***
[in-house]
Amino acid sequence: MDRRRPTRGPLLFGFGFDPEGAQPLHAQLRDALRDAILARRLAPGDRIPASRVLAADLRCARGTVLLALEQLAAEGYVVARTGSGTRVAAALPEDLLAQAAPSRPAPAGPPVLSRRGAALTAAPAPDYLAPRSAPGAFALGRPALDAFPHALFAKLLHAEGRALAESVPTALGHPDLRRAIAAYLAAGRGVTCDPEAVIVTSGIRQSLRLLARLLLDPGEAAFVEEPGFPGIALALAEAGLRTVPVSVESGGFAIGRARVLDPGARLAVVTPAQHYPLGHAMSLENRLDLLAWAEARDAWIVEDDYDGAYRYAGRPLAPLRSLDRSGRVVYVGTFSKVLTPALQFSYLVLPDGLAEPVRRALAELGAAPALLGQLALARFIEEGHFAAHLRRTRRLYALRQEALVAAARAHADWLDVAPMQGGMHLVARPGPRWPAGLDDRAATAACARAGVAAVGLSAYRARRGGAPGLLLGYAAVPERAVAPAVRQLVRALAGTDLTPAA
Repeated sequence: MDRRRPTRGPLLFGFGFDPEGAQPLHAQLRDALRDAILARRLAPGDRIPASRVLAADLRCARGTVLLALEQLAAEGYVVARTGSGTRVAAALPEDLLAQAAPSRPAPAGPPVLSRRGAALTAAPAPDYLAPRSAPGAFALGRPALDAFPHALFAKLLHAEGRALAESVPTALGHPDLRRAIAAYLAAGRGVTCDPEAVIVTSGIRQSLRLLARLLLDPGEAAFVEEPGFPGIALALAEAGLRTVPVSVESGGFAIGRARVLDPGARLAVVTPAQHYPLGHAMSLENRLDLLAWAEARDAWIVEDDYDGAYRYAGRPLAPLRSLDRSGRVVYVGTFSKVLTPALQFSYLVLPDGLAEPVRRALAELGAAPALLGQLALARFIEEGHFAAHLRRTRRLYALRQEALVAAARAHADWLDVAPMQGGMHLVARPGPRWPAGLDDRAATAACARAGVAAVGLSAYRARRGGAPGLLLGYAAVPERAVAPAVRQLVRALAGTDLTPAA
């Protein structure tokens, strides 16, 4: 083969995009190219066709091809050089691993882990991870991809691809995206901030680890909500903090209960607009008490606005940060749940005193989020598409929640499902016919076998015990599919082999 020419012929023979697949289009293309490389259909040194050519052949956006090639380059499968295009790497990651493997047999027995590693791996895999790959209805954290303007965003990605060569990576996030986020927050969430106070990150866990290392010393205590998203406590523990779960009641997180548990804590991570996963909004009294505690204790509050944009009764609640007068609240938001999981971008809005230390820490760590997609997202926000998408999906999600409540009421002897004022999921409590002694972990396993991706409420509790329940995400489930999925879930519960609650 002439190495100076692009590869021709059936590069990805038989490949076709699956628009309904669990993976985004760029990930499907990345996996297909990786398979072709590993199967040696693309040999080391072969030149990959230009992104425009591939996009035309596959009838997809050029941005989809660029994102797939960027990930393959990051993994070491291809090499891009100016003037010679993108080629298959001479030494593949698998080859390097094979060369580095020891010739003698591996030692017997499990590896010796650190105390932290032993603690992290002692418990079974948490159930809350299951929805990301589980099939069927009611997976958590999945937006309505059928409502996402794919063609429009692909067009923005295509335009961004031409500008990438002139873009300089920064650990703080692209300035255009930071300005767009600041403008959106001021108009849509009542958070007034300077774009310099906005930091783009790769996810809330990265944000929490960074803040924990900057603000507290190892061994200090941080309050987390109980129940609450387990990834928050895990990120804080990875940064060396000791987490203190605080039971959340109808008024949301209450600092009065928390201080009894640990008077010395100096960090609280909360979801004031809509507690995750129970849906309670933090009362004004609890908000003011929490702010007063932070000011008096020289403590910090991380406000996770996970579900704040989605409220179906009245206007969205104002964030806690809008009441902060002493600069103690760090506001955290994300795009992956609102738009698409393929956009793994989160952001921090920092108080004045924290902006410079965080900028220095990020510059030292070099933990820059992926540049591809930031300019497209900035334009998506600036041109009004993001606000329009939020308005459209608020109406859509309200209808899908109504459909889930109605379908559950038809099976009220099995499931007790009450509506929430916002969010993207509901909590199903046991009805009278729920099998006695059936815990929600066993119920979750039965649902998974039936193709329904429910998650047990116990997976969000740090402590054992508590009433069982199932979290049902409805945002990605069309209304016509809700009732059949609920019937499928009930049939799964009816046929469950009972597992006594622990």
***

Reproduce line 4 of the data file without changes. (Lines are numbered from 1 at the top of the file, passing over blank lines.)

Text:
């Protein structure tokens, strides 16, 4: 083969995009190219066709091809050089691993882990991870991809691809995206901030680890909500903090209960607009008490606005940060749940005193989020598409929640499902016919076998015990599919082999 020419012929023979697949289009293309490389259909040194050519052949956006090639380059499968295009790497990651493997047999027995590693791996895999790959209805954290303007965003990605060569990576996030986020927050969430106070990150866990290392010393205590998203406590523990779960009641997180548990804590991570996963909004009294505690204790509050944009009764609640007068609240938001999981971008809005230390820490760590997609997202926000998408999906999600409540009421002897004022999921409590002694972990396993991706409420509790329940995400489930999925879930519960609650 002439190495100076692009590869021709059936590069990805038989490949076709699956628009309904669990993976985004760029990930499907990345996996297909990786398979072709590993199967040696693309040999080391072969030149990959230009992104425009591939996009035309596959009838997809050029941005989809660029994102797939960027990930393959990051993994070491291809090499891009100016003037010679993108080629298959001479030494593949698998080859390097094979060369580095020891010739003698591996030692017997499990590896010796650190105390932290032993603690992290002692418990079974948490159930809350299951929805990301589980099939069927009611997976958590999945937006309505059928409502996402794919063609429009692909067009923005295509335009961004031409500008990438002139873009300089920064650990703080692209300035255009930071300005767009600041403008959106001021108009849509009542958070007034300077774009310099906005930091783009790769996810809330990265944000929490960074803040924990900057603000507290190892061994200090941080309050987390109980129940609450387990990834928050895990990120804080990875940064060396000791987490203190605080039971959340109808008024949301209450600092009065928390201080009894640990008077010395100096960090609280909360979801004031809509507690995750129970849906309670933090009362004004609890908000003011929490702010007063932070000011008096020289403590910090991380406000996770996970579900704040989605409220179906009245206007969205104002964030806690809008009441902060002493600069103690760090506001955290994300795009992956609102738009698409393929956009793994989160952001921090920092108080004045924290902006410079965080900028220095990020510059030292070099933990820059992926540049591809930031300019497209900035334009998506600036041109009004993001606000329009939020308005459209608020109406859509309200209808899908109504459909889930109605379908559950038809099976009220099995499931007790009450509506929430916002969010993207509901909590199903046991009805009278729920099998006695059936815990929600066993119920979750039965649902998974039936193709329904429910998650047990116990997976969000740090402590054992508590009433069982199932979290049902409805945002990605069309209304016509809700009732059949609920019937499928009930049939799964009816046929469950009972597992006594622990």